Next week Cairo is hoping to facilitate a fresh round of talks with Palestinian leaders that will push the reconciliation process forward.
According to an Egyptian government official, the talks are likely to begin with a bilateral round of discussions with Hamas leaders before moving on to include representatives from Fatah.
Last week a session involving Fatah and Hamas leaders failed to make any advances, according to Egyptian officials and Palestinian sources from both sides.
According to Fatah sources, Hamas bears responsibility for the lack of progress because of its backtracking on understandings reached in earlier talks, some hosted in Cairo over the past two years and others elsewhere, including in Istanbul. The problem, says Fatah, is that Hamas is now unwilling to accept the fact that the Palestinian Authority (PA) is the leader of the Palestinian people, and that there is no split in leadership between Ramallah — the base of the Fatah-dominated PA since the 1993 Oslo Accords — and Gaza, which was taken over by Hamas and other resistance movements in 2007.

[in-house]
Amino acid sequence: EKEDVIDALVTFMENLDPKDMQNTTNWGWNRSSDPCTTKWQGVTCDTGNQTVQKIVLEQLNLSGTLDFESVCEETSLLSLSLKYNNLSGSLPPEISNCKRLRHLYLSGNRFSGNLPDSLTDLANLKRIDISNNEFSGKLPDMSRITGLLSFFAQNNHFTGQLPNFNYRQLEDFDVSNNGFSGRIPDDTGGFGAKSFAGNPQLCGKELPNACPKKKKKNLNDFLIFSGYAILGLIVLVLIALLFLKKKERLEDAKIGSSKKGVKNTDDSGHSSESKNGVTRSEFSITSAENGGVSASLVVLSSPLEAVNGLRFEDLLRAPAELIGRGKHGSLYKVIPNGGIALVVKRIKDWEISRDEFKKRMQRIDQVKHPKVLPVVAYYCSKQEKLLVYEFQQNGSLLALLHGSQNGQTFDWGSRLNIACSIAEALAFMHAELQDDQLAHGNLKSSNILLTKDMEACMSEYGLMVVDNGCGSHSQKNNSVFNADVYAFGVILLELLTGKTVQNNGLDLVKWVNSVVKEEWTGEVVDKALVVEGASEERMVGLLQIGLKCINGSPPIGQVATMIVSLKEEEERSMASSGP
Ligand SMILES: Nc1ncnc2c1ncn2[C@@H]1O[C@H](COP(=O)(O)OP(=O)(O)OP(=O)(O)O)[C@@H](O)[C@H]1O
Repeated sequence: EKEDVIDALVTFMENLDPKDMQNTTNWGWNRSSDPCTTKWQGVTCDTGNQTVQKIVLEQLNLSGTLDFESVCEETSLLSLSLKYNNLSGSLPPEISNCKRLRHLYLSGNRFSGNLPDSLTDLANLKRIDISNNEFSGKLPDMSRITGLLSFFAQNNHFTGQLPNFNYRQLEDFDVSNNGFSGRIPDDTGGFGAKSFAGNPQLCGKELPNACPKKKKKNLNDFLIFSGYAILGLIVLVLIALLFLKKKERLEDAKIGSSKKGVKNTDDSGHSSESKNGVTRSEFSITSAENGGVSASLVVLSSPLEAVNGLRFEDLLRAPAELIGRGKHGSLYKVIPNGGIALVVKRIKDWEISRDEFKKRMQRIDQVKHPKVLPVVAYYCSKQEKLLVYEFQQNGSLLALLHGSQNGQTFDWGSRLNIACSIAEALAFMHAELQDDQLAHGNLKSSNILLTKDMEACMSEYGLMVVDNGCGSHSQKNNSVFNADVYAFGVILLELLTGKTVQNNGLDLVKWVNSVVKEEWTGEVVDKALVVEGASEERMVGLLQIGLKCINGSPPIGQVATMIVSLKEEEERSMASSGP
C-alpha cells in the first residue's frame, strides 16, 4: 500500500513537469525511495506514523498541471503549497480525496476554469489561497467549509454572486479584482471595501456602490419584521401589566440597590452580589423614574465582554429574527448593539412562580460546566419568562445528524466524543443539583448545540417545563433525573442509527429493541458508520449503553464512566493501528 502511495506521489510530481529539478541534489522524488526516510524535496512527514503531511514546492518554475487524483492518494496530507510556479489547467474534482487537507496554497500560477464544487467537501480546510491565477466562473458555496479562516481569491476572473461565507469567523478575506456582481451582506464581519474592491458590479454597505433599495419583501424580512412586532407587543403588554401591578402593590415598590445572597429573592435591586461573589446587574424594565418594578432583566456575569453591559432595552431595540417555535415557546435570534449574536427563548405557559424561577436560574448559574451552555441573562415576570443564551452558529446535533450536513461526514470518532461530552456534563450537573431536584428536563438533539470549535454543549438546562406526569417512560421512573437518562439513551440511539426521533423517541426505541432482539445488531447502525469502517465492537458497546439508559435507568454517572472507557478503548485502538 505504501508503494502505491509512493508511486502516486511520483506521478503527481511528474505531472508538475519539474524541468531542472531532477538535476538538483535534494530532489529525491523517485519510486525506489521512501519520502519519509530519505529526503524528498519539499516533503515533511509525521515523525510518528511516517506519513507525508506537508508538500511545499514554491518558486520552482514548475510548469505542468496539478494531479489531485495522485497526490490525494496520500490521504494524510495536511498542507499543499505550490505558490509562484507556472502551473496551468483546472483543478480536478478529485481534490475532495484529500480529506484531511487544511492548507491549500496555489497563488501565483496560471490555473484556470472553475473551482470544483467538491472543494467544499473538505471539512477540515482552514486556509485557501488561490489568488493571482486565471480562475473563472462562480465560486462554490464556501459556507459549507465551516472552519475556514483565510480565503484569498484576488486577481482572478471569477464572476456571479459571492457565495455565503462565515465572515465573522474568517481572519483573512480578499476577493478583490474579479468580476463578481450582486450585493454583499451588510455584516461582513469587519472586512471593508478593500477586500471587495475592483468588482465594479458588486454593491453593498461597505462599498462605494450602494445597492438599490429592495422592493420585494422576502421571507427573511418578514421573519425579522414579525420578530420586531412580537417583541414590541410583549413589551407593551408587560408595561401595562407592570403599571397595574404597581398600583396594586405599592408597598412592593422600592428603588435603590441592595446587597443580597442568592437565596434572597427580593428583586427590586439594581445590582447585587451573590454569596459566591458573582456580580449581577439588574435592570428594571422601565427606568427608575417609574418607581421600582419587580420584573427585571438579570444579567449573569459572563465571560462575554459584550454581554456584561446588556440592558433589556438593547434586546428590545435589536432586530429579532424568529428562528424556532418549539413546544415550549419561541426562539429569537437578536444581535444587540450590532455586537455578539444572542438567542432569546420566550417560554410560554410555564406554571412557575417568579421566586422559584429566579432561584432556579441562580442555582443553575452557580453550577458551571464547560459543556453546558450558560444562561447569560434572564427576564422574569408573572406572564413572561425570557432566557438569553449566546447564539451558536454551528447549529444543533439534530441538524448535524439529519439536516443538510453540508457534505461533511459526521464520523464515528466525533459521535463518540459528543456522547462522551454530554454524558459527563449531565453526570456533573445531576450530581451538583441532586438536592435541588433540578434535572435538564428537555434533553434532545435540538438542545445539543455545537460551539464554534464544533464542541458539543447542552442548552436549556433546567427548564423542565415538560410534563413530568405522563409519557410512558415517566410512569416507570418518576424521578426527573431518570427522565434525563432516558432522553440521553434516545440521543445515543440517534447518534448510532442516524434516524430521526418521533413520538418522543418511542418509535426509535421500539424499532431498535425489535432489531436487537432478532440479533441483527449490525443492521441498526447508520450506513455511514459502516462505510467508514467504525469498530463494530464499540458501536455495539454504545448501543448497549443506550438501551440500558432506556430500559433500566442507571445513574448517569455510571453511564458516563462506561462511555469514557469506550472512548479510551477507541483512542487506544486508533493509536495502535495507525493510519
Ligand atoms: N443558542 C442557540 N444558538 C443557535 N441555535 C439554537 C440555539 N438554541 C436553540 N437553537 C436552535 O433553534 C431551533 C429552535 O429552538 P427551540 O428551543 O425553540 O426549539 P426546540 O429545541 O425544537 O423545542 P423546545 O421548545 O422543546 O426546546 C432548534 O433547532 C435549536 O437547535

“Hamas now wants to backtrack on an earlier agreement to conduct legislative and National Council elections in advance of presidential elections. But we cannot keep retreating from commitments already made. To do so means going endlessly round and round in circles,” said a Fatah source.
Hamas, meanwhile, argues that the focus now should not be on hierarchy, given the depth of the ordeal through which Palestinians are passing, but on building “unity of cause”. And it is precisely that unity, says the Hamas source, that has been compromised by the PA’s decision to resume security cooperation with Israel at a time when the Israeli government is doing everything in its power to undermine the lives of Palestinians, particularly in the besieged Gaza Strip.
Egyptian officials, though, contest it was “only reasonable” for the PA to reverse its decision to suspend security coordination with Israel. The PA needs to be pragmatic, argued one Egyptian official. He pointed out that the partial suspension of security cooperation had allowed Israel to place greater restrictions on Palestinians’ access to travel, work and financial assistance, in return for which neither the PA nor the Palestinian people gained anything.